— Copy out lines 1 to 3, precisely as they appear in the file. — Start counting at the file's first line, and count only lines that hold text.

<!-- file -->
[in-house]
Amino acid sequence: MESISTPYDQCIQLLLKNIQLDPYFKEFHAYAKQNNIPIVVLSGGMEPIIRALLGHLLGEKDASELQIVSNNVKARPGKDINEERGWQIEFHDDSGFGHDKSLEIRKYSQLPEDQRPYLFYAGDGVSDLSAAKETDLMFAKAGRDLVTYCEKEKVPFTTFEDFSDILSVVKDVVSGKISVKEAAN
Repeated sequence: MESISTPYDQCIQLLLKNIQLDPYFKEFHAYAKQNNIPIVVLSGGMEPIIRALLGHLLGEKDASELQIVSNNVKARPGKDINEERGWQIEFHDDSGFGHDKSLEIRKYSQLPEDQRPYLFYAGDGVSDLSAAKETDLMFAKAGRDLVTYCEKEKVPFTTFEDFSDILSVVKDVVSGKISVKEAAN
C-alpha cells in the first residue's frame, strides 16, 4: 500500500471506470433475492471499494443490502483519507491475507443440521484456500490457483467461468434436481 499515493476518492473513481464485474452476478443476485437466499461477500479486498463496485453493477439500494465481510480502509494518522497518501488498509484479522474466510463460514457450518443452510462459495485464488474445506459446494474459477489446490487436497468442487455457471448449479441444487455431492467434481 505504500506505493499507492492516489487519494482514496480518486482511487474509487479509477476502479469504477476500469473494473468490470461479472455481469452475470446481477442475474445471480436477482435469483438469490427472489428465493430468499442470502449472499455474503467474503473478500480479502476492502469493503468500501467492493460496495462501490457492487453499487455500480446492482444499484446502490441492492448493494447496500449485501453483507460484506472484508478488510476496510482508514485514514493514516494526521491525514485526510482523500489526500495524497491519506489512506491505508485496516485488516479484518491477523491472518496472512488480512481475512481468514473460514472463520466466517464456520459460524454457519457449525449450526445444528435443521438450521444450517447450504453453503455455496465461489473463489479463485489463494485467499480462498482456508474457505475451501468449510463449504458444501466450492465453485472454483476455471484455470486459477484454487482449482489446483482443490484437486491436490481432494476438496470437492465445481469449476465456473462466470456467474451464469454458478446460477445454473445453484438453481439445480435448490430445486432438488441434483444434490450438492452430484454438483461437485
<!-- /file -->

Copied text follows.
[in-house]
Amino acid sequence: MESISTPYDQCIQLLLKNIQLDPYFKEFHAYAKQNNIPIVVLSGGMEPIIRALLGHLLGEKDASELQIVSNNVKARPGKDINEERGWQIEFHDDSGFGHDKSLEIRKYSQLPEDQRPYLFYAGDGVSDLSAAKETDLMFAKAGRDLVTYCEKEKVPFTTFEDFSDILSVVKDVVSGKISVKEAAN
Repeated sequence: MESISTPYDQCIQLLLKNIQLDPYFKEFHAYAKQNNIPIVVLSGGMEPIIRALLGHLLGEKDASELQIVSNNVKARPGKDINEERGWQIEFHDDSGFGHDKSLEIRKYSQLPEDQRPYLFYAGDGVSDLSAAKETDLMFAKAGRDLVTYCEKEKVPFTTFEDFSDILSVVKDVVSGKISVKEAAN